Pubdate: Thu, 25 Jan 2018
Source: Regina Leader-Post (CN SN)
Copyright: 2018 The Leader-Post Ltd.
Author: Arthur White-Crummey
Page: A1


Police chief warns shop owners they could be raided at any time

Regina's police chief is warning that officers could move against
marijuana dispensaries at any moment, potentially charging operators
and confiscating their weed.

It's Evan Bray's most immediate threat yet against Regina's 19 or so
pot shops. He said the police will soon send official warnings to
owners - but that's just "a courtesy." The law is "black and white,"
he said Wednesday, and dispensaries are already breaking it.

"Enforcement ultimately could happen at any time," he told reporters
gathered at the police station. "We are not going to be giving a grace

He said his investigators are "very good" at laying charges and
seizing product.

Each situation will be different, he cautioned, but dispensaries that
don't comply with his warnings could face "all of that and more."

When asked why he's choosing to act now - just months before
legalization - Bray said that police have long worked to "communicate"
their expectations to dispensaries. "What we were told was going to be
happening in the store isn't what's happening in the store," he noted.

He also based the timing on comments by Prime Minister Justin Trudeau,
who has indicated support for enforcement before Ottawa changes the
law. Trudeau was already making comments to that effect in 2016, however.

The chief did not explicitly say that customers without medical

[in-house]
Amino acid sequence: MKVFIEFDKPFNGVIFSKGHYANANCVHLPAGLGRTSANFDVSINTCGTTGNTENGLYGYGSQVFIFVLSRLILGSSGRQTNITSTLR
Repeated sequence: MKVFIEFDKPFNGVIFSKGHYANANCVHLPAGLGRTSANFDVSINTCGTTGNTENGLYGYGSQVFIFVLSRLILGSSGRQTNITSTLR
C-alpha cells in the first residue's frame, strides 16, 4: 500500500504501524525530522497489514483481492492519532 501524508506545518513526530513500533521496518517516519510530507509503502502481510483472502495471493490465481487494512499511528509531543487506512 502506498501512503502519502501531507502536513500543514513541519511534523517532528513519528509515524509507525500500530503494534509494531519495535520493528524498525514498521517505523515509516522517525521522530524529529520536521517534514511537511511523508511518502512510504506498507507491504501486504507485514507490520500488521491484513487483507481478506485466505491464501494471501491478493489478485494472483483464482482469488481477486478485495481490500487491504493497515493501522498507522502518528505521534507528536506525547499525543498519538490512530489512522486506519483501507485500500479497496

prescriptions would be safe. Possession is still illegal for a few
more months. But he stressed that recreational users would not be the
primary targets of any upcoming enforcement campaign.

"Our plan isn't to go into a dispensary and arrest everybody that we
find in there," he said. "Our focus is on the dispensary, the owners
and the operators."

He did not say what would happen to employees. Police spokesperson
Elizabeth Popowich later indicated that if the chief had intended to
include them in the targeted group "he would have said so."

Bray reiterated that there is no legal way to sell marijuana through a
storefront, even to patients with a prescription. He said medical
users can easily access cannabis through a licensed mail-order service.

Dispensary owners have called that point into question, pointing to
alleged barriers for low income people. Pat Warnecke, owner of Best
Buds Society, says that shutting him down will push his clients back
to the black market.

But Bray seemed to draw no distinction between storefront operators
and street dealers. Both, he stressed, operate outside of the law.
"We're not sending them out of the daylight and into the darkness,"
Bray said.

The chief added that his education campaign is already working. He's
heard from two or three dispensaries who have chosen to comply with
his warnings. He said his goal is to shut them all down without any
enforcement action.

Warnecke still says he will not make that easy. Even after Bray's
renewed warning, Best Buds has no plans to close even if police show
up at his door. "Our reaction at that point would be to stand fast,"
he said Wednesday afternoon.

Bray hinted that owners like Warnecke may be risking their chance of
getting licences under the province's legalization plan. Bray pointed
to the "good character" provision announced by the government. If it
were up to him, he said, ignoring police warnings wouldn't fit the
bill. "If you're an owner of a dispensary who wants to own that
dispensary after it's legalized, I would assume you're going to
comply," he said.
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MAP posted-by: Matt